kitchen table math, the sequel: budget vote

Friday, May 4, 2007

budget vote

So the budget vote is coming up, and we are asked to OK the purchase of many new SMART Boards.

How many new SMART Boards, you ask?

I have no idea.

However many it is will be too many for me.

The district needs fields; I need tile on my outer bathroom floor.

I don't mean that I need new tile on my outer bathroom floor.

I need tile, period.

Currently we have plywood on the bathroom floor, and have had since we moved in 8 years ago.

At that time, as I recall, the outer bathroom had the same green wall to wall carpet the bedroom did.

We pulled up the carpet and installed a hardwood floor in the bedroom, but we didn't want a wood floor in a bathroom, even an outer bathroom (sinks only), and we ran out of money before we got around to buying tile.

Never really got ahead of the curve on the money thing thereafter.


I don't want SMART Boards.

I want tile.

Also fields.

Ed went to the Board meeting at which SMART Boards were discussed and was pretty much hooted down by all assembled. Teachers want SMART Boards, parents want SMART Boards, the Board wants SMART Boards -- it's a consensus!

So naturally I fired off a Yahoo op-ed on the subject of SMART Boards, the systematic hiring of novice teachers instead of experienced and/or expert teachers, opportunity costs, bringing the internet into the classroom, and etc.

I don't know what gets into me.

Our schools are going to have (more) SMART Boards, and I am going to pay for them.

The only good news around here is that God is on my side.

On the front page of today's New York Times, complete with large color photo of high school students actively engaged in not learning anything at school:

The students at Liverpool High have used their school-issued laptops to exchange answers on tests, download pornography and hack into local businesses. When the school tightened its network security, a 10th grader not only found a way around it but also posted step-by-step instructions on the Web for others to follow (which they did).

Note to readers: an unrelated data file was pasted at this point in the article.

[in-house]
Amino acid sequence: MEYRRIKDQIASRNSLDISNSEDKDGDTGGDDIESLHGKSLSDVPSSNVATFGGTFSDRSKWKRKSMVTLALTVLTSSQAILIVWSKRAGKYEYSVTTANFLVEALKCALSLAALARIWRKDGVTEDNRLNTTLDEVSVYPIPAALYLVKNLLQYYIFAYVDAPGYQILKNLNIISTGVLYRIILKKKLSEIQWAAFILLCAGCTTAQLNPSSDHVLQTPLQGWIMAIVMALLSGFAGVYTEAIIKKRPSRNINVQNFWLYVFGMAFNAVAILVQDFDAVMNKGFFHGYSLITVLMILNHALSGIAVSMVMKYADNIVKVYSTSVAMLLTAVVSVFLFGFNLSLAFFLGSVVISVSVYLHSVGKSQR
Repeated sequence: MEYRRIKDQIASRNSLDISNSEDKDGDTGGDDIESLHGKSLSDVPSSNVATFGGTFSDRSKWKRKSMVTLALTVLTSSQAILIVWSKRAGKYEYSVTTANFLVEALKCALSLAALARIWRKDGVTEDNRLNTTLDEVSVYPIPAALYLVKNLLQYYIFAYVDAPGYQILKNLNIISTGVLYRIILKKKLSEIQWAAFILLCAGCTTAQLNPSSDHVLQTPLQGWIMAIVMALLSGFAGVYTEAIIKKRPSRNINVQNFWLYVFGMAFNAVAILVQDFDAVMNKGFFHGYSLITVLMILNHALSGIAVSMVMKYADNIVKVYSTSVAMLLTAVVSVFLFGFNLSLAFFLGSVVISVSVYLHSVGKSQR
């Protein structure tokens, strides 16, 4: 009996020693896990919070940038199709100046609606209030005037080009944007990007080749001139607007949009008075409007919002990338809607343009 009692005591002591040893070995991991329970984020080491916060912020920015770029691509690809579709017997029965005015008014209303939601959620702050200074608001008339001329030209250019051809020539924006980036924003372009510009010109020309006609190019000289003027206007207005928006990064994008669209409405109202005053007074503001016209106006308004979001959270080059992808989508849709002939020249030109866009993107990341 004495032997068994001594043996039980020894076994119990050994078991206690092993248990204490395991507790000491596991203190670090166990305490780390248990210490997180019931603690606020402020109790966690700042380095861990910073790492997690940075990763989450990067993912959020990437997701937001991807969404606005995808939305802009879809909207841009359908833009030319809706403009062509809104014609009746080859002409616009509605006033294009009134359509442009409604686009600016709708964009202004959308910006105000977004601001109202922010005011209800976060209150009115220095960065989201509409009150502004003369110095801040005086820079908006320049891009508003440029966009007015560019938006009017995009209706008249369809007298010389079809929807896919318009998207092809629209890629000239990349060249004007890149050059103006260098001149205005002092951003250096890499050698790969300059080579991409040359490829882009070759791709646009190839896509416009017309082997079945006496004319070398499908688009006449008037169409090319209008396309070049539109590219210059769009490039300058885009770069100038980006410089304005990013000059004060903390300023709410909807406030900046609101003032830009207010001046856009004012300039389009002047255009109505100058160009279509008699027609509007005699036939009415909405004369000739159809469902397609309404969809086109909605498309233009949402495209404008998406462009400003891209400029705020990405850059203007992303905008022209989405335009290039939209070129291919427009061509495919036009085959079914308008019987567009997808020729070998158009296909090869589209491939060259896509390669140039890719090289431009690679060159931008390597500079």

Scores of the leased laptops break down each month, and every other morning, when the entire school has study hall, the network inevitably freezes because of the sheer number of students roaming the Internet instead of getting help from teachers.

So the Liverpool Central School District, just outside Syracuse, has decided to phase out laptops starting this fall, joining a handful of other schools around the country that adopted one-to-one computing programs and are now abandoning them as educationally empty — and worse.

Many of these districts had sought to prepare their students for a technology-driven world and close the so-called digital divide between students who had computers at home and those who did not.

After seven years, there was literally no evidence it had any impact on student achievement — none,” said Mark Lawson, the school board president here in Liverpool, one of the first districts in New York State to experiment with putting technology directly into students’ hands.

Yup, and I'm guessing back when they bought all those laptops there wasn't much discussion of precisely how much and within what timeframe student achievement was expected to increase once the entire student body could surf the internet at school.

"Preparing students for a technology-driven world" and "closing the digital divide" was probably reason enough to sink zillions of tax dollars into educational technology.


...... moving right along .....

Oh, look!

More happy taxpayers!

Here in Liverpool, parents have long criticized the cost of the laptop program: about $300,000 a year from the state, plus individual student leases of $25 a month, or $900 from 10th to 12th grades, for the take-home privilege.

“I feel like I was ripped off,” said Richard Ferrante, explaining that his son, Peter, used his laptop to become a master at the Super Mario Brothers video game. “And every time I write my check for school taxes, I get mad all over again.”

schools investing heavily!

More than a decade ago, schools began investing heavily in laptops at the urging of school boards and parent groups who saw them as the key to the 21st century classroom. Following Maine’s lead in 2002, states including Michigan, Pennsylvania and South Dakota helped buy laptops for thousands of students through statewide initiatives like “Classrooms for the Future” and “Freedom to Learn.” In New York City, about 6,000 students in 22 middle schools received laptops in 2005 as part of a $45-million, three-year program financed with city, state and federal money.